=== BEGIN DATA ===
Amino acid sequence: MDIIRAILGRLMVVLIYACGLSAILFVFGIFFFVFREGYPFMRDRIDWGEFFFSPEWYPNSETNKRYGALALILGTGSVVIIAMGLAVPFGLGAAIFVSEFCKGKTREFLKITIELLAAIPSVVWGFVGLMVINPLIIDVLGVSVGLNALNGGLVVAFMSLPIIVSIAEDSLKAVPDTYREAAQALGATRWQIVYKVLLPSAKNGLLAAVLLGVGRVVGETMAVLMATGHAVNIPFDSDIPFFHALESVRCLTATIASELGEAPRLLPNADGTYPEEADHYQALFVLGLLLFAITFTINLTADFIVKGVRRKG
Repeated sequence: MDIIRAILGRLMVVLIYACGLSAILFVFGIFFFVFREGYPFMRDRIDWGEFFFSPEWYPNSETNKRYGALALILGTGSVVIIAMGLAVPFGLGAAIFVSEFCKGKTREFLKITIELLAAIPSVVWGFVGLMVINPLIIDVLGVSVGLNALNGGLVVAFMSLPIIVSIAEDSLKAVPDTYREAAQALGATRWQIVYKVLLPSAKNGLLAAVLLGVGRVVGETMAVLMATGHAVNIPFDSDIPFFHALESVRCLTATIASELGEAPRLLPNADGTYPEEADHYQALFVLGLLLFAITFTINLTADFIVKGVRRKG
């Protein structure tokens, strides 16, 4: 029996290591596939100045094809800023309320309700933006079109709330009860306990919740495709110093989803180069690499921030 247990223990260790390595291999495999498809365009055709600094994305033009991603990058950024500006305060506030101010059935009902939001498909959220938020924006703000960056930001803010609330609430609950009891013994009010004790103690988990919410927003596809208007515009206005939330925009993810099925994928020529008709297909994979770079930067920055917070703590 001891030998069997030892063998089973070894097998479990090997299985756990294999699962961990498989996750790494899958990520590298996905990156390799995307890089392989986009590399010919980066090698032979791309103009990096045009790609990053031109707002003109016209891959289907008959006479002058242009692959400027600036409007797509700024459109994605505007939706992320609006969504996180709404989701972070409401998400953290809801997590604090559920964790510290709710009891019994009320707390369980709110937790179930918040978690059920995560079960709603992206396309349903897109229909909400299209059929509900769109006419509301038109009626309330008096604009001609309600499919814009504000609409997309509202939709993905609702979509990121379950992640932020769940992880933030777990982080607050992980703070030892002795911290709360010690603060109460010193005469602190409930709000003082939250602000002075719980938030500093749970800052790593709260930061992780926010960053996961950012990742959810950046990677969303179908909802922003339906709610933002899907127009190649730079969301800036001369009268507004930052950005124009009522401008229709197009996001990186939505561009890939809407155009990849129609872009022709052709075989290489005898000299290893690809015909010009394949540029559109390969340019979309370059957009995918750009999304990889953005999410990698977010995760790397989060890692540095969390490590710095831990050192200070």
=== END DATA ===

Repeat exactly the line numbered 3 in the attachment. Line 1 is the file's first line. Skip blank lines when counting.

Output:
């Protein structure tokens, strides 16, 4: 029996290591596939100045094809800023309320309700933006079109709330009860306990919740495709110093989803180069690499921030 247990223990260790390595291999495999498809365009055709600094994305033009991603990058950024500006305060506030101010059935009902939001498909959220938020924006703000960056930001803010609330609430609950009891013994009010004790103690988990919410927003596809208007515009206005939330925009993810099925994928020529008709297909994979770079930067920055917070703590 001891030998069997030892063998089973070894097998479990090997299985756990294999699962961990498989996750790494899958990520590298996905990156390799995307890089392989986009590399010919980066090698032979791309103009990096045009790609990053031109707002003109016209891959289907008959006479002058242009692959400027600036409007797509700024459109994605505007939706992320609006969504996180709404989701972070409401998400953290809801997590604090559920964790510290709710009891019994009320707390369980709110937790179930918040978690059920995560079960709603992206396309349903897109229909909400299209059929509900769109006419509301038109009626309330008096604009001609309600499919814009504000609409997309509202939709993905609702979509990121379950992640932020769940992880933030777990982080607050992980703070030892002795911290709360010690603060109460010193005469602190409930709000003082939250602000002075719980938030500093749970800052790593709260930061992780926010960053996961950012990742959810950046990677969303179908909802922003339906709610933002899907127009190649730079969301800036001369009268507004930052950005124009009522401008229709197009996001990186939505561009890939809407155009990849129609872009022709052709075989290489005898000299290893690809015909010009394949540029559109390969340019979309370059957009995918750009999304990889953005999410990698977010995760790397989060890692540095969390490590710095831990050192200070």